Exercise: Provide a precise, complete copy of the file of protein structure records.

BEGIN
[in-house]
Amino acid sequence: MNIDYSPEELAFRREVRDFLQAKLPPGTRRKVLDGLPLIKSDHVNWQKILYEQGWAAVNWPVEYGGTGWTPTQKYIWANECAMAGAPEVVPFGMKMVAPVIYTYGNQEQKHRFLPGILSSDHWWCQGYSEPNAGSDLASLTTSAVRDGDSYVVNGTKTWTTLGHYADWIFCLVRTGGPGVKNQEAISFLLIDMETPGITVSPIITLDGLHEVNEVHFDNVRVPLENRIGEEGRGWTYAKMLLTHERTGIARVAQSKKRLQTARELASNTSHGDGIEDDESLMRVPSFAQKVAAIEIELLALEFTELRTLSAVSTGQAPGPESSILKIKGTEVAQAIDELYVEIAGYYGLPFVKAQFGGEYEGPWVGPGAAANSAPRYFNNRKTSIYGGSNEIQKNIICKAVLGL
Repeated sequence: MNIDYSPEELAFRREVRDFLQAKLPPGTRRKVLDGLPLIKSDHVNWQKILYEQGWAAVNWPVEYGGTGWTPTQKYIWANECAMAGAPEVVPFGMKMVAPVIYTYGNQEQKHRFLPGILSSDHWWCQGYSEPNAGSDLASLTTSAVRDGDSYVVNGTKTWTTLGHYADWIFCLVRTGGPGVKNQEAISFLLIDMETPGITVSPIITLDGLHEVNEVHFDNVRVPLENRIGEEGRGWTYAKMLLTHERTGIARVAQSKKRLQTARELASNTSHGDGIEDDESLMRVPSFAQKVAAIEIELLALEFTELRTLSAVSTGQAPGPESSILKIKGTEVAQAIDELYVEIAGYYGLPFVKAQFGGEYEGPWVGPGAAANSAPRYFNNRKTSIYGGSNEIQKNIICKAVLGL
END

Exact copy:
[in-house]
Amino acid sequence: MNIDYSPEELAFRREVRDFLQAKLPPGTRRKVLDGLPLIKSDHVNWQKILYEQGWAAVNWPVEYGGTGWTPTQKYIWANECAMAGAPEVVPFGMKMVAPVIYTYGNQEQKHRFLPGILSSDHWWCQGYSEPNAGSDLASLTTSAVRDGDSYVVNGTKTWTTLGHYADWIFCLVRTGGPGVKNQEAISFLLIDMETPGITVSPIITLDGLHEVNEVHFDNVRVPLENRIGEEGRGWTYAKMLLTHERTGIARVAQSKKRLQTARELASNTSHGDGIEDDESLMRVPSFAQKVAAIEIELLALEFTELRTLSAVSTGQAPGPESSILKIKGTEVAQAIDELYVEIAGYYGLPFVKAQFGGEYEGPWVGPGAAANSAPRYFNNRKTSIYGGSNEIQKNIICKAVLGL
Repeated sequence: MNIDYSPEELAFRREVRDFLQAKLPPGTRRKVLDGLPLIKSDHVNWQKILYEQGWAAVNWPVEYGGTGWTPTQKYIWANECAMAGAPEVVPFGMKMVAPVIYTYGNQEQKHRFLPGILSSDHWWCQGYSEPNAGSDLASLTTSAVRDGDSYVVNGTKTWTTLGHYADWIFCLVRTGGPGVKNQEAISFLLIDMETPGITVSPIITLDGLHEVNEVHFDNVRVPLENRIGEEGRGWTYAKMLLTHERTGIARVAQSKKRLQTARELASNTSHGDGIEDDESLMRVPSFAQKVAAIEIELLALEFTELRTLSAVSTGQAPGPESSILKIKGTEVAQAIDELYVEIAGYYGLPFVKAQFGGEYEGPWVGPGAAANSAPRYFNNRKTSIYGGSNEIQKNIICKAVLGL